Why you shouldn’t buy used: Purchasing a used bike comes with many unknowns that could lead to expensive repairs or mechanical failures. A brand-new bike is typically backed with a warranty and assembled by a professional. A used bike, on the other hand, could have been worked on by a less-than-knowledgable home mechanic. Hopefully, any mechanical problems are noticed during your test ride; if not, you could be buying a lemon. If you’re not willing to take the risk of a used bike to save a few bucks, you may be better off saving up to purchase something new.
Pre-ride inspection: If you pulled the trigger on a new (used) bike, congratulations. But, before you head for the trails, it’s important to give your bike a quick pre-ride inspection. Go through the entire bike and make sure all the bolts are properly torqued to the correct spec. Then, look at your tires and identify if they are tubeless or tubed. If they are tubeless, it’s more than likely the bike could use some fresh tire sealant. Another thing to check is your suspension parts to see if any oil is getting past the seals. If this is the case, a suspension service should be on your shortlist. Checking your chain to prevent premature drivetrain wear will also save money in the long run. If cycling is a new sport to you, don’t be afraid to bring your bike to the professionals and ask for a safety check or pre-ride inspection. A shop will likely charge you for this service, but if you’re unsure of your bike’s condition, it’s money well-spent.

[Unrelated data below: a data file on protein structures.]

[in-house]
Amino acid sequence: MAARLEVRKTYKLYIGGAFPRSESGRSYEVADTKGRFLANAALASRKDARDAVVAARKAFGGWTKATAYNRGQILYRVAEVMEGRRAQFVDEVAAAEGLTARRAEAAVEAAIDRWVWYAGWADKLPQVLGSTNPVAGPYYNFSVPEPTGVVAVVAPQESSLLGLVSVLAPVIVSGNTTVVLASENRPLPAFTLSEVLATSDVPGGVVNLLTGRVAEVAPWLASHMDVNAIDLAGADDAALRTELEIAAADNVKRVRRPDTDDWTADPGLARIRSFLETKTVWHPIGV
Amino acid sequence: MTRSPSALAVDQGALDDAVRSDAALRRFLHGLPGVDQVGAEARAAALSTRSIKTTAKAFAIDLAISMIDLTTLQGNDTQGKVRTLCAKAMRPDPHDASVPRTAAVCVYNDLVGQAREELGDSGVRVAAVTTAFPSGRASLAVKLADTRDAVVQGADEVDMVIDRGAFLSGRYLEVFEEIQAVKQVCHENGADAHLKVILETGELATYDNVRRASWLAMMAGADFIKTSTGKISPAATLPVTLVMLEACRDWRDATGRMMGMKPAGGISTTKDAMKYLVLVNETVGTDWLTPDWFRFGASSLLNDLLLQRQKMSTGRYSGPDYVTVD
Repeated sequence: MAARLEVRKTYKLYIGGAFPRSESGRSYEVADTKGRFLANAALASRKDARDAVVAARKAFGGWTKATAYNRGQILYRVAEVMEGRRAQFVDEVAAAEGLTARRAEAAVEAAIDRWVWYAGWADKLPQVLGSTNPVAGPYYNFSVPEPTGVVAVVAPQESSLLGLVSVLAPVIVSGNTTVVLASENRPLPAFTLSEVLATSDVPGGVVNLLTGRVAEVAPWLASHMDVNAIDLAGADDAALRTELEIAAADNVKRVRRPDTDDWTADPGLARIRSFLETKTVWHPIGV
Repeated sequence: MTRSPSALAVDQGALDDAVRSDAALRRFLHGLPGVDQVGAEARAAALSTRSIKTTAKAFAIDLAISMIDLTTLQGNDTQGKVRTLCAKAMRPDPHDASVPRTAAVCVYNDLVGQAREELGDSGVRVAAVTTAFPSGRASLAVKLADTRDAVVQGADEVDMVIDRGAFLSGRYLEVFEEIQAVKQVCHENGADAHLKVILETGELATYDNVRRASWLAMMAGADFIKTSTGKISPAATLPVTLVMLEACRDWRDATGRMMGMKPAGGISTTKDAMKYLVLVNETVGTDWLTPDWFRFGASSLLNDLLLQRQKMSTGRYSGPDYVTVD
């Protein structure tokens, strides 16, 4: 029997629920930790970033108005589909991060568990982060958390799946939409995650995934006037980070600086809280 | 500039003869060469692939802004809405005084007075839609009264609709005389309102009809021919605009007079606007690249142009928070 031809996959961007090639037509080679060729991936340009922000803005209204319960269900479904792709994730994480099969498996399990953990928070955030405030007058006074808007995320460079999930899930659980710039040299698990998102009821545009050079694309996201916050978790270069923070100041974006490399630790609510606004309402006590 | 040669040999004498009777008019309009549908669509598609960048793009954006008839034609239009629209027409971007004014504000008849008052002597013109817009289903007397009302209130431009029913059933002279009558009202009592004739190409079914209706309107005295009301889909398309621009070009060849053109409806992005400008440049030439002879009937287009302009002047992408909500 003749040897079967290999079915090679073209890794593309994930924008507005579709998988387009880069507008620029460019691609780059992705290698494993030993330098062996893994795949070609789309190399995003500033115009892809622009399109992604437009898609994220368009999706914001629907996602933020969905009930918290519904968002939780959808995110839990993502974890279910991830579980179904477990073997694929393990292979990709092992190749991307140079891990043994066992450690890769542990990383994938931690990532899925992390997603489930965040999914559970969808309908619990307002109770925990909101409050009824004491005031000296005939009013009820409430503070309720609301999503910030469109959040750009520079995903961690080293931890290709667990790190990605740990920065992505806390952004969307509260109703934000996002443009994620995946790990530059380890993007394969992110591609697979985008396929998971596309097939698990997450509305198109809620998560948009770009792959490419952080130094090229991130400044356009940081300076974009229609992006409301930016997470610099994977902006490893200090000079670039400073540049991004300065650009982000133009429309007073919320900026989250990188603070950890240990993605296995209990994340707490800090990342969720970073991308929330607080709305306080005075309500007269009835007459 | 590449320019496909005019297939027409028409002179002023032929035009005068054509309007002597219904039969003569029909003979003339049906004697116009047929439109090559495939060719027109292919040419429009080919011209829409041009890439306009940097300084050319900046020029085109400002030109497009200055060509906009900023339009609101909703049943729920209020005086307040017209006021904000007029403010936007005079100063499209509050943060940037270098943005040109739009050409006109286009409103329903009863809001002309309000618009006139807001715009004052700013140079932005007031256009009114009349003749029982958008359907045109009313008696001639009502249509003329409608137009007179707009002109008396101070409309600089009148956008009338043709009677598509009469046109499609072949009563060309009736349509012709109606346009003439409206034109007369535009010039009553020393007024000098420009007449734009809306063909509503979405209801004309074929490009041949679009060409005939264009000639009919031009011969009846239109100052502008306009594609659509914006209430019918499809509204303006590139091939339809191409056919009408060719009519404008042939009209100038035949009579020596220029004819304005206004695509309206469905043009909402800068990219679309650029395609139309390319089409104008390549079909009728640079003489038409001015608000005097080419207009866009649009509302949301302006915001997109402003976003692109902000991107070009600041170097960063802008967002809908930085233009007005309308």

No matter what you’ve got, get out and ride: The most important rule of all is that you get whatever new or used bike you have out to the trails as soon as possible. At the end of the day, it really doesn’t matter what you ride, so long as you’re having a blast riding it.
Mountain Bike Action is a monthly magazine devoted to all things mountain biking (yes, that’s 12 times a year because we never take a month off of mountain biking). It has been around since 1986 and we’re still having fun.